The Superiority of a Farmer’s Life versus that of Coal Miner’s as Depicted in John Yount’s Hardcastle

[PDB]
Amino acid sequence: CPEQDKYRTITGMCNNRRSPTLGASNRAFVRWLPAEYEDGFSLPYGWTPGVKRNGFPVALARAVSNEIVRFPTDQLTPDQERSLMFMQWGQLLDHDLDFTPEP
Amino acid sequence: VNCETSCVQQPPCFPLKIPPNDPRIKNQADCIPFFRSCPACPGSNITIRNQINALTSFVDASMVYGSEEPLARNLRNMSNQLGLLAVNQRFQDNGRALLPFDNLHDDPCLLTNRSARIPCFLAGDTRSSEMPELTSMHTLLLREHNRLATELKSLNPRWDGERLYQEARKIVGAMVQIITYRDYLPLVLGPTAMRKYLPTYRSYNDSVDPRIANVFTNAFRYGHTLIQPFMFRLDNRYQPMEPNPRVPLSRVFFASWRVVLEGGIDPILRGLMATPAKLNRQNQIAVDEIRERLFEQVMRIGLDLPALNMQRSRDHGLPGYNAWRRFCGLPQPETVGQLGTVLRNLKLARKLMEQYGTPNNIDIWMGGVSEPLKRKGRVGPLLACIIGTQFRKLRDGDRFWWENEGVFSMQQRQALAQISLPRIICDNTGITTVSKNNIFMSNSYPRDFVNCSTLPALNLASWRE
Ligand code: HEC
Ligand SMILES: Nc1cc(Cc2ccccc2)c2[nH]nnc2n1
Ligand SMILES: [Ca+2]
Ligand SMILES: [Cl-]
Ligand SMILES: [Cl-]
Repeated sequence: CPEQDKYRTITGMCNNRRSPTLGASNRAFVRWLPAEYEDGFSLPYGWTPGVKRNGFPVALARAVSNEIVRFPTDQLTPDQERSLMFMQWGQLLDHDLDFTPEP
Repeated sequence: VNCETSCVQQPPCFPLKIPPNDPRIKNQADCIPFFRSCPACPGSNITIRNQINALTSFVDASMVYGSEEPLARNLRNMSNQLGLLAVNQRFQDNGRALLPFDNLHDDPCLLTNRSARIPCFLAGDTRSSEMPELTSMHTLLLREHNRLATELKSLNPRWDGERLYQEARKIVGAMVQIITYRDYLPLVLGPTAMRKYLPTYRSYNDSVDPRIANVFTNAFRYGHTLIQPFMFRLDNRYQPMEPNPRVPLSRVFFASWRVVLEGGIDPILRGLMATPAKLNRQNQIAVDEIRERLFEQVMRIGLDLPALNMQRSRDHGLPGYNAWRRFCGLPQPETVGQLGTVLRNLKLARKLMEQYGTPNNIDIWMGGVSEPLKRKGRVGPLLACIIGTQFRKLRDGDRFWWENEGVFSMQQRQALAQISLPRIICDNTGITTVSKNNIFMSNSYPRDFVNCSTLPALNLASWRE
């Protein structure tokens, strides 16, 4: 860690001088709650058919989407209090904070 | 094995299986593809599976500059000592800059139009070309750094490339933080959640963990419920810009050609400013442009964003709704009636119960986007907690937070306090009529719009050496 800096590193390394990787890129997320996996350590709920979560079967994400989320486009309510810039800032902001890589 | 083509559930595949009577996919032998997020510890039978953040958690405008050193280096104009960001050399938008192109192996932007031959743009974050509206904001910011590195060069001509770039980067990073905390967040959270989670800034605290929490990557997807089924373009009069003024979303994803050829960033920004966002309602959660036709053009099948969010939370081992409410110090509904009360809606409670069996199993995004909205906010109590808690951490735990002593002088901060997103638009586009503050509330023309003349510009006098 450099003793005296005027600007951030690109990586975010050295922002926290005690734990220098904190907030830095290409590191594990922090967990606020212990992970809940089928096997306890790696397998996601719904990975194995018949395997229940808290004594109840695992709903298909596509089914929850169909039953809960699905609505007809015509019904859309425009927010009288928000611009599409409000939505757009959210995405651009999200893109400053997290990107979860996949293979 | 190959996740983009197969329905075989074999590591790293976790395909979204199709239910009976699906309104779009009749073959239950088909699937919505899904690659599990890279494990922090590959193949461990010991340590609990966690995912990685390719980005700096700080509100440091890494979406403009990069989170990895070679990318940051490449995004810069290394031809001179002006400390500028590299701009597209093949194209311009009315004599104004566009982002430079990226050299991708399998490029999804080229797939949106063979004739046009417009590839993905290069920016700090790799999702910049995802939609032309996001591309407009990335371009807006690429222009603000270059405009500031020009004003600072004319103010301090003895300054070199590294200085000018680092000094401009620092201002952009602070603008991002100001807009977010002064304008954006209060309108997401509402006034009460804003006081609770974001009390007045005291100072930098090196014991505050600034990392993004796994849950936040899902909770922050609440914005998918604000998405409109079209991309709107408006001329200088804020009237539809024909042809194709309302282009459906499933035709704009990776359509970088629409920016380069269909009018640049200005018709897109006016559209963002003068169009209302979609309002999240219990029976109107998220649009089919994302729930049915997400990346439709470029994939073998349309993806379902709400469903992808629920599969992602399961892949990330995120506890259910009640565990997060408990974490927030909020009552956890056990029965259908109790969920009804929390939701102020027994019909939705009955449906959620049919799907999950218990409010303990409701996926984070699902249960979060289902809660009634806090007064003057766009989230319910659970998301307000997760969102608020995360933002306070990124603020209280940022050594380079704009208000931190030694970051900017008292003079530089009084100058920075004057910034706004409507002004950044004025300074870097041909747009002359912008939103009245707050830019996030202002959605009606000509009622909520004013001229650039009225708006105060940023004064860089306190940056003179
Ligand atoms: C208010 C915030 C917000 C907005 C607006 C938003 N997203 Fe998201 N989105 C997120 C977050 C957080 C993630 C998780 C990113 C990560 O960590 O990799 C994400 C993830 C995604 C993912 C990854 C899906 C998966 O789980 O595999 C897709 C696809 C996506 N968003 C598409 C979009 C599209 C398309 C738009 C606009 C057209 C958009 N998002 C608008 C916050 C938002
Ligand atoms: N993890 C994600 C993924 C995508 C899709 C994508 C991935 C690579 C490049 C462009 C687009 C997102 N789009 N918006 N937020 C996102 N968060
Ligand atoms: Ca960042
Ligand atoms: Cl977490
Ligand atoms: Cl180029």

Switch County, Kentucky, is the rural area depicted in John Yount’s novel Hardcastle. Once a peaceful, rural farming community, it was transformed into a coal-mining region during the industrial revolution of the early 1900s. It soon lost its connections to subsistence farming and traded in all its positive elements for the dirty downsides of coal mining. Although Yount honestly explores the difficulty of subsistence farming as opposed to the tempting security coal mining appeared to offer in the 1930s, he concludes that farming was still a better lifestyle. By way of the events and attitudes depicted in Hardcastle, he suggests that the industrial-technological modernity that replaced subsistence farming in Appalachia left its inhabitants lacking in a sufficient quality of life – specifically in joy, pride, and basic safety. By describing life in a coal town in detail and through the eyes of a well-developed character with whom the audience can easily relate, Yount posits anything – especially farming – as a better life than mining.Though it was not easy making a living out of the rocky soil in Appalachia, many families were able to do it. Unfortunately, as the demand for coal rose, so did the demand for that land, thus it became harder and harder to hold on to (Brooks). Subsistence farmers are people who “grow what they eat, build their own houses, and live without regularly making purchases in the marketplace” (Waters). Not unlike coal mining, subsistence farming involves a great deal of manual labor. In Hardcastle, Bill Music attempts to prepare Regus for a life of subsistence farming, listing many things they must accomplish, including building and setting up rabbit gums, configuring a plow, building a hayloft in the barn, re-shingling the north wall, fixing all the fences – and that is just the beginning. When it comes to farming, “if you hope to make decent living from it, you got all kinds of work to do – little and big” (Yount 186). However, Yount casts a much more positive light on subsistence farming, creating a hopeful feeling about manual labor that allows a man to be his own boss, working to directly feed himself and his family.Unlike subsistence farming, the coal mining business is centered on making money. When coal mining began, native farmers were the first to be hired, drastically changing their lifestyles. Later, as the industry continued to grow and more labor was needed, immigrant miners and many black families flooded the towns, ready to work. This led the coal company to take over otherwise peaceful and self-sustaining towns all across Appalachia (Brooks). One system, however, that made the beginnings of coal mining so successful, was the convict lease system. In this, the states literally leased prisoners to work as unpaid miners. This provided an unlimited supply of work due to the laws of the time, which quickly put men in jail even for petty crimes (Jones). Paid miners realized the negative impact this practice had on their wages, and many strikes were organized. Some even made “audacious, nocturnal armed assault[s] on the prison compound[s] with the intent of setting the convicts free” (Jones). However, as in Hardcastle, this striking did not have a lasting effect, and the companies ultimately won. Felons from the convict lease program were even used against the striking miners to break up picket lines. Though it was finally abolished in 1892, the convict lease system allowed the cost of coal to lower considerably, making it easier to mine and allowing the operation to expand (Jones).There were other factors that made coal such a prominent industry – primarily in the South. Firstly, Southern coal was superior to Northern coal, but it was also cheaper. This was accomplished due to “the geologic location of mountain coal which made mining it easier” (Jones). In addition, trains charged less for longer rides, and so the transportation was less expensive. The biggest factor in the rise of coal that allowed the companies to take over much of peaceful farming Appalachia was the ever-rising demand for coal energy, with the increase being most dramatic in the South (Jones).Appalachia was also targeted in the industrial revolution as place in desperate need of cultural and spiritual improvement. Jones discusses the fact that “civilized” outsiders thought Appalachia was a “backward” place, inhabited by behind-the-times people. He states that: Visitors from the North identified the mountain people with other “backward people” whom the leading industrial nations at the time were seeking to develop and to whom the term “natives” was commonly applied.As coal brought attention to Appalachia, the outside world became intent upon culturally improving the mountain people, and bringing them into the Industrial Age. Saving the mountain people was also a driving force in many efforts into Appalachia, as seen in the “massive domestic Protestant missionary movement” of the late 1800s and early 1900s (Jones). In these attempts, however, no consideration was given to the fact that the residents of Appalachia did not see themselves as negatively as the rest of the world saw them, and had no desire to be improved. Throughout all of this expansion, the coal industry continued to rise. Though the market was often unstable and unpredictable, the demand for coal soared in the early 1900s with the industrial revolution. The new railroads that were being built all across Appalachia became the vital factor that led to coal’s expansion. With the railroads making it easy to transport the coal, the only thing left to do was to rip it from the ground as fast as possible. The miners worked under difficult conditions, often being injured or even killed in the mines (Brooks). They also worked for very low wages, as the companies they worked for constantly fought to under-bid one another in sales, with employee wages taking the hit (Yount 161).In addition, as the company owned everything in the coal towns, its workers accepted the poor conditions often without complaint, knowing that unions were forbidden, and “a landless miner and his family became homeless after he left his job” (Jones). Sadly, the farmers that turned to mining never saw the anticipated profit of the new coal industry. Or, as Worth Enloe explained to Bill Music, “Trouble is, fer ever operator come down here to mine coal and get rich, they was a hundred poor sons of bitches throwed down their plows and started diggin it fer him” (Yount 76).Yount considers joy an important aspect of life for the people of Switch County, as the lack of it in his characters – under the oppression of the coal company – is evident. For instance, the mining families are filled with anger at the company, knowing they are being taken advantage of, but unable to stop it. When Music and Regus are bringing around the new mining contract, Merlee Taylor greets them with such anger “that, for a moment, Music was struck dumb” (Yount 72). Her anger can be easily understood when the contents of the contract are considered. For example, Kenton Hardcastle reserves the right to throw a family out of their company housing immediately “for breaking any regulation” – especially for having anything to do with a union. Also, signing it means “wav[ing] any benefit or protection to which [one] might otherwise be entitled by law” (Yount 70). Unfortunately, the poverty-stricken people have no choice but to sign the contract if they wish to be paid or to remain living in their company shacks. The people have no respect for the man they work for, due to instances much like the signing of that contract, and so found no joy in their work.Another prime example of the lack of joy in these miner’s lives is found in how the company treats its men. When a worker is suspected of having anything to do with a union, he is automatically fired and made to leave his home – which the company provided. Not only is he told to move out of his home, but also literally finds his belongings piled onto trucks and taken away before he has a chance to move them himself. The men on the trucks then drive to the edge of the coal company’s property and the family’s possessions are “dumped beside the road” (Yount 211). As in the case of the families abandoned in Regus’s yard, the ex-miner and his wife and children are left to follow in the dust of the pick-up trucks, humiliated and homeless (Yount 212). This situation is surely sufficient to drive any hard-working man to near-insanity or, at the very least, to break his spirit completely.The coal company can break the spirit of its people many ways, some subtler than the scene played out on Regus’s lawn on “Judgment Day” (Yount 211). For example, the Hardcastle coal company does not deal generously with the families of the men that die in its mines. Merlee Taylor is a very young widow who must support her aging aunt and infant child. Kenton Hardcastle does not charge rent on the humble shack he lets them stay in, but he gives them no monetary support, though their only source of income died on his hands. Women like Merlee are left broken, untrusting, and cripplingly angry, never being sure of where they will get their next meal (Yount 72). The security the company offers is meager and easily lost, and thus is not worth the pain that working for it brings.On the other hand, when the families are thrown out of the control of the coal company, the relief and camaraderie they find in being in charge of their own life is celebrated. For example, when Squatterville is established, the men “hold Music and Regus in high regard,” and many even make a point to “apologize for thinking poorly of them in the past” (Yount 216). As the people of Squatterville find respect for those in charge, attitudes improve. Humor is even found as the citizens name their rows of tents like streets, “Easy Street” and “Silk Stocking Row” (Yount 251).Likewise, as Arturo Zigerelli explains the work he has planned for them for the union, they realize they are working for something they believe in for the first time since coal took over their town, and their “faces seem to brighten” (Yount 229). Music watches the “tough and plucky group” head to their picket line every morning and is “astonished” by their “new spirit” (Yount 251). Times are not easy, but joy has returned after leaving the coal company and now fighting against it, and that makes all the difference for these men. Even Music with his doubts about the union admits it is “hard not to feel blessed” (Yount 254).Doing the job he was well paid for, Regus is troubled, and it is clear that he “didn’t want to be a company goon” (Yount 144). Then, after quitting his job, losing his financial security, winding up with a farm full of “squatters,” and signing up for a dangerous drive to pick up supplies, his description is much more positive. As he speaks to the men about their current situation, “his face seem[s] to brighten and his vision to snap clear. ‘But me and Bill is supposed to bring back a whole truckload of grub and tucker tomorrow” (Yount 222). Now that he is working for something he believes in – though things are even harder than before – everything about him is brighter and more filled with joy. This is further proof of the soul-killing negative effect the coal industry had on Appalachia as Yount sees it. Not only is the old life of subsistence farming far better than a coal-mining life, any new life is.Though joy is considered necessary for a good quality of life, one of the most important values lost to the coal companies in Switch County is pride. Music hates being a mine guard – or, as he calls it, a “company goon” (Yount 67). He is ashamed and he knows he cannot be proud of his work. When he quits, he “[leaves] the badge, shoulder holster, and the Walker Colt on the barrel top in his room, hoping to never put them on again” (Yount 142). Yet, as Music goes out to milk the cow, Yount’s words are indicative of a comfortable peace. He talks sweetly to the cow as his mood improves while he recognizes that Ella and Regus can make it on their farm “better than any of the miners in Elkin” (Yount 143). This situation demonstrates the peace a man can have when he is cultivating the land and helping it grow, rather than tearing it apart and ruining it for a profit.There is no pride in being unable to do your job well, but that is what the farmers experience in transitioning from work they know well to working for an industry, about which they have no idea. As Gay Dickerson explains it, the farmers and black men are the ones who “mostly get killed…cause they don’t know how to mine coal” (Yount 76). Thus, not only does this switch from farming to coal mining hurt these men’s pride; it is also a major threat to their safety.The life of the families in Switch County is filthy and frightening, where they cannot even be confident in their basic safety. One seemingly insignificant threat is their poor living conditions. When Music and Regus go door-to-door with the contract, Music observes that “even the cleanest houses smell like a fart in a paper sack from the coal,” and that the coal smell is mixed with “the stink of dirty bodies…[and] the profound odor of poverty” (Yount 71). Coal dust is now known as very dangerous to breathe in, and these people were covered in it constantly.Another, more obvious threat to the people was the fear of gunfire. Many men walk around carrying guns, and especially as tension rises between the strikers and miners, “some knuckle-head [is] bound to go too far, and everyone [will] be drawn into what follow[s]” (Yount 253). When the shooting does start, the people of Switch County find they cannot even rely on their own law enforcement for protection. When the Tucker’s boy is murdered and the men go to seek justice, the Sheriff has no pity and declares: I can’t look after no red, Russia-loving troublemakers…and I wouldn’t if I could. (Yount 259)Even in the time before the union tension was a significant factor, fear of gun-toting mine guards was very real. Merlee Taylor’s husband was killed for attempting to steal a handkerchief for his wife, as Hardcastle’s wages were too meager to pay for even the smallest luxuries. As Regus explains to Music, “the son-of-a-bitchin mine guard shot him down on the spot….without further word ner caution.” No questions were asked before the shooting, and no consequences were given to the guard until another man shot and killed him (Yount 73). The shooting was on both sides, and the senselessness of it is obvious throughout the book, but this is a picture of what a town can become when the law is made by the coal companies.Although Yount does not seem to support the idea that unions can make real change, as the National Miners Union soon broke up, and its people “vanished like smoke,” he seems to say that anything which brings hope for an end to the ruthless coal empire can be used for good (Yount 284). Yes, people were killed because of the union, but if they had not come together in support of the NMU, their lives were worthless anyway, because they had a horrible quality of life. Beyond that, the best situation would be one where there was no need for the union. In such a situation, the industrial-technological revolution would have never attempted to modernize Appalachia, and its people could have continued happily in their peaceful, respectable life of subsistence farming.